May 2004
Volume 45, Issue 13
ARVO Annual Meeting Abstract  |   May 2004
Interim Results of a Randomized, Open–label Safety Study Comparing Latanoprost to Usual Care in Patients with Open–angle Glaucoma or Ocular Hypertension
Author Affiliations & Notes
  • D. Eveleth
    WW Medical Ophthalmology, Pfizer Inc, New York, NY
  • D.A. Paggiarino
    Global Research & Development, Pfizer Inc, San Diego, CA
  • Footnotes
    Commercial Relationships  D. Eveleth, Pfizer Inc E; D.A. Paggiarino, Pfizer Inc E.
  • Footnotes
    Support  none
Investigative Ophthalmology & Visual Science May 2004, Vol.45, 5571. doi:
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      D. Eveleth, D.A. Paggiarino; Interim Results of a Randomized, Open–label Safety Study Comparing Latanoprost to Usual Care in Patients with Open–angle Glaucoma or Ocular Hypertension . Invest. Ophthalmol. Vis. Sci. 2004;45(13):5571.

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      © ARVO (1962-2015); The Authors (2016-present)

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Abstract: : Purpose: To report 3–year findings of a 5–year postmarketing surveillance study of adverse events associated with latanoprost 0.005% versus usual care. Methods: In this multinational, open–label, safety study, latanoprost–naive patients with open–angle glaucoma or ocular hypertension who required a change in therapy were randomly assigned (2:1) to latanoprost administered once daily or to usual care. Investigators selected usual care therapy and could modify the therapy of any patient in either randomization group if intraocular pressure (IOP) was not sufficiently controlled. All patients were examined at baseline and every 6 months. Patients randomized or switched to latanoprost had iris photography prior to initiating latanoprost and at all subsequent visits. The main safety endpoints were the occurrence of serious adverse events, serious adverse drug reactions, and changes in pigmentation or eyelashes. Results: The randomized population included 5848 patients (latanoprost, 3933; usual care, 1915); 4691 patients received latanoprost at some time during the study. IOP levels were reduced from baseline in both randomized groups. New occurrences of corneal erosions, iritis/uveitis, or macular edema were seen in <2.3% of patients in either randomization group. Serious adverse drug reactions were reported in 14 patients (0.36%) randomized to latanoprost and 6 (0.31%) randomized to usual care; 3 usual care patients also received latanoprost, yielding 17 serious adverse drug reactions for the total latanoprost population (0.36%). In the total latanoprost population, 10 patients (0.21%) discontinued treatment due to a serious adverse drug reaction and 3 (0.06%) discontinued the study. Investigators judged that <10% of the latanoprost population had increased pigmentation of the iris or periorbital skin, while about 35% had eyelash changes; most (>85%) changes occurred within the first 24 months. None of the 17 patients with serious adverse drug reactions had increased iris pigmentation. Conclusion: Latanoprost is safe over 3–years of treatment with no evidence of possible long–term consequences of increased iris pigmentation. December 1, 2003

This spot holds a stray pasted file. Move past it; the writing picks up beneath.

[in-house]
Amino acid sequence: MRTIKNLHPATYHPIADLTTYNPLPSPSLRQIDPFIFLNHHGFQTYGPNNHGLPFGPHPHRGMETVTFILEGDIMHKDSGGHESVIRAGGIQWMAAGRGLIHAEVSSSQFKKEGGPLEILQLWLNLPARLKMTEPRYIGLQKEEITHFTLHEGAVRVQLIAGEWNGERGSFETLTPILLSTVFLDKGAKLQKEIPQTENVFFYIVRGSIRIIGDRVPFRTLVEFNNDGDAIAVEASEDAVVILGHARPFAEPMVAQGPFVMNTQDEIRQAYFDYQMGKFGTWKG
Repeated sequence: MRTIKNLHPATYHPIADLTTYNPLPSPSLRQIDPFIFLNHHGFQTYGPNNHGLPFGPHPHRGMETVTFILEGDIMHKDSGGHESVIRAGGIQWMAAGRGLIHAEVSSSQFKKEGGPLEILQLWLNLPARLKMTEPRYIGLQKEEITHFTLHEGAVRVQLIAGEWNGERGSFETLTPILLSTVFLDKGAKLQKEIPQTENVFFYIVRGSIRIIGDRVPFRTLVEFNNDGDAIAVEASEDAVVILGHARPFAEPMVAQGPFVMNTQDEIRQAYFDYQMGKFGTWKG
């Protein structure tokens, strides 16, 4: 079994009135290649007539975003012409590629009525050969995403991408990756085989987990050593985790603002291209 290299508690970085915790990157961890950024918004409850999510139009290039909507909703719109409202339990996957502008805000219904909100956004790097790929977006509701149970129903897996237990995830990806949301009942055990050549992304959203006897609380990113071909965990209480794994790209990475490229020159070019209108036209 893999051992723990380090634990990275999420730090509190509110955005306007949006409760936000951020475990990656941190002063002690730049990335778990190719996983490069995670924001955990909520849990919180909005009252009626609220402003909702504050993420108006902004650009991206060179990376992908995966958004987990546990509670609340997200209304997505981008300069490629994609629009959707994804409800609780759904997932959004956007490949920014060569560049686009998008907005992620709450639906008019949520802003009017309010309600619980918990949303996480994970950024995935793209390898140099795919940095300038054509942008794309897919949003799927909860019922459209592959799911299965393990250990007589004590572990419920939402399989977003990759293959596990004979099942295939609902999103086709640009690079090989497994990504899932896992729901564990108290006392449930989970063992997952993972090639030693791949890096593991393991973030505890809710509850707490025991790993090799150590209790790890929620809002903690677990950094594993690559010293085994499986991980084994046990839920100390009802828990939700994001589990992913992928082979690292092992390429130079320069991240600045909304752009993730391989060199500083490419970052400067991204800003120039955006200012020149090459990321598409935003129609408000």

Keywords: clinical (human) or epidemiologic studies: outcomes/complications • drug toxicity/drug effects • clinical (human) or epidemiologic studies: treatment/prevention assessment/controlled clinical trials 

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